For this reason, you only need 1–2 tablespoons per day. Potato starch is often used as a thickener or added to:

It’s important to not heat the potato starch. Instead, prepare the meal and then add the potato starch once the dish has cooled.

A lot of people use raw potato starch as a supplement in order to boost the resistant starch content of their diet.


Potato starch is the most condensed form of resistant starch available. Try adding 1–2 tablespoons per day into yogurt or smoothies.

If prepared correctly and left to cool, potatoes are a good source of resistant starch (11).

It’s best to cook them in bulk and allow them to cool for at least a few hours. When fully cooled, cooked potatoes will contain significant amounts of resistant starch.

In addition to being a good source of carbs and resistant starch, potatoes contain nutrients such as potassium and vitamin C (21).

Remember not to reheat the potatoes. Instead, eat them cold as part of homemade potato salads or other similar dishes.


Cooking potatoes and then allowing them to cool significantly increases their resistant starch content.

Green bananas are another excellent source of resistant starch (11).

Additionally, both green and yellow bananas are a healthy form of carbs and provide other nutrients such as vitamin B6, vitamin C, and fiber (22, 23).

As bananas ripen, the resistant starch transforms into simple sugars such as:

Therefore, you should aim to buy green bananas and eat them within a couple of days if you want to maximize your resistant starch intake.


Green bananas are high in resistant starch, which gets replaced with simple sugars as the banana ripens.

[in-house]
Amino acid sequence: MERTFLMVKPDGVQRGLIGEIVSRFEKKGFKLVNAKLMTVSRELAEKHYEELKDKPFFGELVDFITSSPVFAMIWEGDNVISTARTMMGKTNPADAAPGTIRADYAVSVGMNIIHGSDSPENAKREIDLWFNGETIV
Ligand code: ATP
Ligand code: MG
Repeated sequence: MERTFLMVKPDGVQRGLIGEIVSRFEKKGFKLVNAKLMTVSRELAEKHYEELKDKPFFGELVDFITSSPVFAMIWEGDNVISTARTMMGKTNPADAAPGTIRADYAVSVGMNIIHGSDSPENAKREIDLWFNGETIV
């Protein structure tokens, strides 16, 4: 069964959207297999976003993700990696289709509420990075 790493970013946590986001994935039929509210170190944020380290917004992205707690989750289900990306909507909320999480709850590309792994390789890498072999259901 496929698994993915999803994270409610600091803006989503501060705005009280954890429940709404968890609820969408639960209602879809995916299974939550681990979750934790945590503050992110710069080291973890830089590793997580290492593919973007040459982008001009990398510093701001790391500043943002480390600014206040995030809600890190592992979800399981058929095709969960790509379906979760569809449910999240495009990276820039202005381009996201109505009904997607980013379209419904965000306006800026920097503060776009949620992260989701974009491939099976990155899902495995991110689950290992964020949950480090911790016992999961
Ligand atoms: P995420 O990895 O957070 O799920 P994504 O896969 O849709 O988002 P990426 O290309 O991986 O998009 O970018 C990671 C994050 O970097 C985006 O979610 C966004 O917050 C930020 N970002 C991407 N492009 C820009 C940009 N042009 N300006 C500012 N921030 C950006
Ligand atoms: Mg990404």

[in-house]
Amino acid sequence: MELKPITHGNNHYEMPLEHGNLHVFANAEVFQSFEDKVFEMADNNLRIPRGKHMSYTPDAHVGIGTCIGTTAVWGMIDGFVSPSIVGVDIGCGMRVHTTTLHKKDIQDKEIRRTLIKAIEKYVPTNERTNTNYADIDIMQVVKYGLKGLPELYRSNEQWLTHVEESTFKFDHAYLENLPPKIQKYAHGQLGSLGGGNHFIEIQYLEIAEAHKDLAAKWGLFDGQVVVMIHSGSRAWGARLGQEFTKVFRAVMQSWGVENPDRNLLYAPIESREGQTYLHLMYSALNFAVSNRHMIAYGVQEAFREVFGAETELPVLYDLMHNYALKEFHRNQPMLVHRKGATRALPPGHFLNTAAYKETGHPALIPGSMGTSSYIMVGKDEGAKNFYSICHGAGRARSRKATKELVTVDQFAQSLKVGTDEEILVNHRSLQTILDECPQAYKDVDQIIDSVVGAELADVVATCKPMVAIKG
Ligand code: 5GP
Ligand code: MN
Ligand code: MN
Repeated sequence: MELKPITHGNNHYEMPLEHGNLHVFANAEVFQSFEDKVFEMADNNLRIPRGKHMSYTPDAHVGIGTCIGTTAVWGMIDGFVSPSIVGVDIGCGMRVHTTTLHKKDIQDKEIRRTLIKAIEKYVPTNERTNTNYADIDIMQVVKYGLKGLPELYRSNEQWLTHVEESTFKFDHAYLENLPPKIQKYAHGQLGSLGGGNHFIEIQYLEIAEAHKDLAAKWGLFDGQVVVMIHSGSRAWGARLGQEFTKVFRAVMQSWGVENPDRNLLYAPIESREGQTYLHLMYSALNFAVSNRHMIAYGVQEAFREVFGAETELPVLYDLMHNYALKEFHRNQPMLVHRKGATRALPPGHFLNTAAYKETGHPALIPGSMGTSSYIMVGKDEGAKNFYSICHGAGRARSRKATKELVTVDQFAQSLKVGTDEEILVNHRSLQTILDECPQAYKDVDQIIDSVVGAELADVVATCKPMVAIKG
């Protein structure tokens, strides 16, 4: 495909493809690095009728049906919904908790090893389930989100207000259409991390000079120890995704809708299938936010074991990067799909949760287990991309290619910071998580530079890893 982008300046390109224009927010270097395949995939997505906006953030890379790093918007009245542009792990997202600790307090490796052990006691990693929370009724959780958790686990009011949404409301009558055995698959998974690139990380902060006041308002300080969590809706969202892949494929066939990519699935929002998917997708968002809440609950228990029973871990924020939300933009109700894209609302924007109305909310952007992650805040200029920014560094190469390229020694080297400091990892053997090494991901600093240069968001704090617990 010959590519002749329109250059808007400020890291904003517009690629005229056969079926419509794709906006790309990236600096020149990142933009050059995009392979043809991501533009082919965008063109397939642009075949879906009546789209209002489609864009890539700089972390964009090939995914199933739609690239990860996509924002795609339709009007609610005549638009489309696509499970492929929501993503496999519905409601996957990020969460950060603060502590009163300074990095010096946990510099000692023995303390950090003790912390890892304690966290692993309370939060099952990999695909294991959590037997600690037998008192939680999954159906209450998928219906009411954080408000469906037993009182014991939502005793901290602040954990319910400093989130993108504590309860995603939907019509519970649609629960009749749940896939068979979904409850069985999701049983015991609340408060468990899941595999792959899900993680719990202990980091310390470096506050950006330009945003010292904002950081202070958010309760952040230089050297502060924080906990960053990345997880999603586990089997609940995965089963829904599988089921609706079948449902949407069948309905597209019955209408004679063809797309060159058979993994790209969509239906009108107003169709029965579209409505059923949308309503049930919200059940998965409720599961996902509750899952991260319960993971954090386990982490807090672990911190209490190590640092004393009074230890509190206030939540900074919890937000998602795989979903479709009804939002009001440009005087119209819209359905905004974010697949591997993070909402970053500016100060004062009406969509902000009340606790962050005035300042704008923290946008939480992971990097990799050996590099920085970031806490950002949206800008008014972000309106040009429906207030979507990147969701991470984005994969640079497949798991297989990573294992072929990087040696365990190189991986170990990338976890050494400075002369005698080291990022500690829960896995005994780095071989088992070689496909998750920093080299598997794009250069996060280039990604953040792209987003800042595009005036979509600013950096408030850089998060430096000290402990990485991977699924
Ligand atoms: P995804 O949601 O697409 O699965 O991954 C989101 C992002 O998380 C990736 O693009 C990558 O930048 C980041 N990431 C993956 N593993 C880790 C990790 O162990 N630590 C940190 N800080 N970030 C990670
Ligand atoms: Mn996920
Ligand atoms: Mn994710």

Hi-maize resistant starch is also referred to as hi-maize fiber or hi-maize flour. It’s made from corn.

Like potato starch, hi-maize resistant starch is a very condensed form of resistant starch. It can be easily added to yogurt or oatmeal.

Most commercial varieties of this product may be composed of 40–60% resistant starch. The remainder is mostly digestible starch (24).


Hi-maize resistant starch is made from corn and is a highly concentrated source of resistant starch. Try adding a tablespoon to your meals or snacks such as yogurt.

Cooking and cooling other starches will increase their resistant starch content (25).

As with the food sources discussed above, it’s best to heat them and then allow them to cool overnight.

This can be applied to most of the food sources discussed in this article (such as rice and potatoes) as well as pasta, sweet potatoes, and corn tortillas (1, 11, 26).

One time-saving technique is to prepare a large batch of pasta, rice, or potatoes over the weekend, then cool them and eat them with vegetables and proteins for complete meals during the week.


Cooking and cooling starchy foods will increase their resistant starch content. This is true of foods already high in resistant starch as well as foods like pasta, sweet potatoes, and corn tortillas.

Resistant starch is a unique type of starch with impressive health benefits.

There’s no formal recommendation for the intake of resistant starch.

Study participants typically received 10–60 grams per day. Health benefits were observed with a daily intake of at least 20 grams, but an intake as high as 45 grams per day was also considered safe (1, 5, 7, 8, 27).

Many Americans get about 5 grams each day, some Europeans may get 3–6 grams, and daily intake for Australians ranges from 3–9 grams (1, 5, 27).

On the other hand, the average daily intake for Chinese people is almost 15 grams. Some rural South Africans may get 38 grams of resistant starch per day, according to a small study (11, 28).

Get more resistant starch in your diet by consuming foods high in the nutrient or by cooking other starchy foods and letting them cool before eating them.